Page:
Summer Projects to Slow the Pace
Looking for ways to stretch out the much-loved summer vacation? Here's a wad of great ideas to get you to slow down, smell the flowers, and enjoy every minute with your kids!
Creative Scavenger Hunts
Nardozzi suggests planting herbs nearby, or in small containers or window boxes for frequent harvesting. He recommends a minimum of six hours of sunlight per day for maximum growth. Your garden should have “excellent soil drainage and moderately rich, friable soil,” says Nardozzi.
After you’ve mastered your herb garden, involve the children in a horticulture lesson. Have them compare and taste the different herbs and suggest what they might be used for. “Growing herbs, like cooking with herbs, is often a process of trial and error,” says Nardozzi. “If a plant is not growing well in a particular location, dig it up and try it in a new location.” To learn more gardening activities for kids, check out the National Gardening Association’s website (www.kidsgardening.org).
Incorporate all of these activities into one fun excursion. Give your children disposable cameras and a list of things they can search for while on a hike. Be creative with your list—blue flowers, a bird’s nest, the tiniest rock, a ladybug, a child on a swing, a cloud that looks like an ice cream cone.
While the kids hike, they’ll search for the items and photograph them. When you’ve developed the film, put together a scrapbook of their finds and include any treasures they’ve found in their search, such as unique leaves or flowers.
Even if you’re not in search of scavenger-hunt treasures, a nature hike can always spark imagination and conversation. Kelly Becker of Holland, Pennsylvania, takes her three girls on impromptu hikes and lets them bring along a disposable camera. “Letting them take the pictures gives them artistic freedom over what is important to them to remember,” said Becker.
Additionally, this great project may spark new interests in your children. Maybe they’ll discover a passion for nature, hiking, photography, or scrapbooking. Add to the scrapbook throughout the summer, and your family will have a nice keepsake when the album is complete.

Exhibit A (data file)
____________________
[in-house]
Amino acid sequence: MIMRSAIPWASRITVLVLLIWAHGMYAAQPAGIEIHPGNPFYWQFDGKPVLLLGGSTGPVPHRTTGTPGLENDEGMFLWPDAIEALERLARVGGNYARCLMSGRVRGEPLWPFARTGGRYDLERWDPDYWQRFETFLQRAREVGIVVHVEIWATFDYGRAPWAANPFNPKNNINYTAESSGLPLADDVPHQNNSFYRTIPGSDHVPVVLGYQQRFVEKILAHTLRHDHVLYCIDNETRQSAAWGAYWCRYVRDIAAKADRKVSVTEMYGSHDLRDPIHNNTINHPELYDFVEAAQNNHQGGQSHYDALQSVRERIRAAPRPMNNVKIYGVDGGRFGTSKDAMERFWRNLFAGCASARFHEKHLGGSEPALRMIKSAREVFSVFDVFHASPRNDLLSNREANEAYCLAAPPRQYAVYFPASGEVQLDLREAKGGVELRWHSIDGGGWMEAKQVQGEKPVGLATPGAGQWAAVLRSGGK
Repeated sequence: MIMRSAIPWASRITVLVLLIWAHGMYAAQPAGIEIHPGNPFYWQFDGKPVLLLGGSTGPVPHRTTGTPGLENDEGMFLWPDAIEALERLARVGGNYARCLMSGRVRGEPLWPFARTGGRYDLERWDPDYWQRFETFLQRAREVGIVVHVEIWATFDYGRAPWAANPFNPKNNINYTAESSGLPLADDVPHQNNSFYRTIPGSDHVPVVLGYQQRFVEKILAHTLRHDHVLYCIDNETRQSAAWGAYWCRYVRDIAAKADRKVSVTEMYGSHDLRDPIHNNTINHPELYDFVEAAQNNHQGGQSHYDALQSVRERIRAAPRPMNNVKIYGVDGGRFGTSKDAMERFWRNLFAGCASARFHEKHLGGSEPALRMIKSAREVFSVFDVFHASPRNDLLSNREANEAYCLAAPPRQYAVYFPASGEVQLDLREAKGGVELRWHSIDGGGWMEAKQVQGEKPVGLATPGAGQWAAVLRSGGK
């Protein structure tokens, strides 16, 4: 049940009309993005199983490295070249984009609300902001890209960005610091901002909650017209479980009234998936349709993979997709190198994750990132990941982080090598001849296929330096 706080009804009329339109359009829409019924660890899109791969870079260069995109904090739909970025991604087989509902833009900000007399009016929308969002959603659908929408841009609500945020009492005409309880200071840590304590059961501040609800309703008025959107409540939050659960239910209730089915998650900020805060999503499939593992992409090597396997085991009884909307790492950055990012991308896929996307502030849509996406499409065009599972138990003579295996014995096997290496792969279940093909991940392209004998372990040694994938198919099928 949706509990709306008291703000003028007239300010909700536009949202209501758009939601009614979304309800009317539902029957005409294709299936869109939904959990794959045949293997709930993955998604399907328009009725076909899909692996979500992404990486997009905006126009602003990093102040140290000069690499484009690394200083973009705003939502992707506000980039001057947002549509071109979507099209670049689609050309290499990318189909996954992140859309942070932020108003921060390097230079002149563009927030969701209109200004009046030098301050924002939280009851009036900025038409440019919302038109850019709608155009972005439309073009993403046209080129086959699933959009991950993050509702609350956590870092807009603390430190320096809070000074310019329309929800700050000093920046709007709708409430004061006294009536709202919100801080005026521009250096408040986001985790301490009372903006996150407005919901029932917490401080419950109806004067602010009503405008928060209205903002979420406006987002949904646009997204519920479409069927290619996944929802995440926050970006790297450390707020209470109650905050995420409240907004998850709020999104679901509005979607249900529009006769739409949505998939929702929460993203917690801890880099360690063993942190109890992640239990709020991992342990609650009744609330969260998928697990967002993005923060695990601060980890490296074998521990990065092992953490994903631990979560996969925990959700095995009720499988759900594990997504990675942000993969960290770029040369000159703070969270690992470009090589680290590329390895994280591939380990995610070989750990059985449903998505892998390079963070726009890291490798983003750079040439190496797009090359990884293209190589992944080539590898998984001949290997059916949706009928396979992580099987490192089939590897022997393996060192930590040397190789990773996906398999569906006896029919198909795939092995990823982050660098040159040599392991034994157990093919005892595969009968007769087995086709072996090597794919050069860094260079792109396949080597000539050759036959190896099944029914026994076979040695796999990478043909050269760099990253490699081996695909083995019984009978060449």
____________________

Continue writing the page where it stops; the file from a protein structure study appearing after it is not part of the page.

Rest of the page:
The All Important Project: Play Time
Institute Project Play Day where a whole day’s events revolve around doing fun activities. Start by making Mickey Mouse pancakes with chocolate chip eyes for breakfast. Go outside and play with the kids (don’t just be a spectator!). Jump rope or play hopscotch, blow bubbles, ride bikes or scooters.
You can also be productive without the kids knowing it by taking a neighborhood walk and collecting litter as you go. Give them some gardening tools and have them pull weeds—what kid doesn’t love dirt? Pull out the hose, grab some buckets and soap, and wash the car. To kids, washing the car is never a chore but more like a special treat on really hot days.
Serve a picnic lunch, eat snacks all day long (healthy ones to keep their energy up), make homemade snow cones with crushed ice and fruit punch. Play board games on the patio or read stories on a blanket in the yard, but keep the sprinkler on nearby for quick run-throughs when it gets too hot—and don’t forget the sunscreen!
It’s one thing to take the kids outside to play, but when you get down in the dirt and dig for worms with them, they’ll remember the day as one of their favorite times with you!
Before you know it, summer will be over and you’ll be greeted with the school-year rush. In the meantime, slow things down and cherish the pace of a lazy afternoon, doing projects with the family and making incredible memories.
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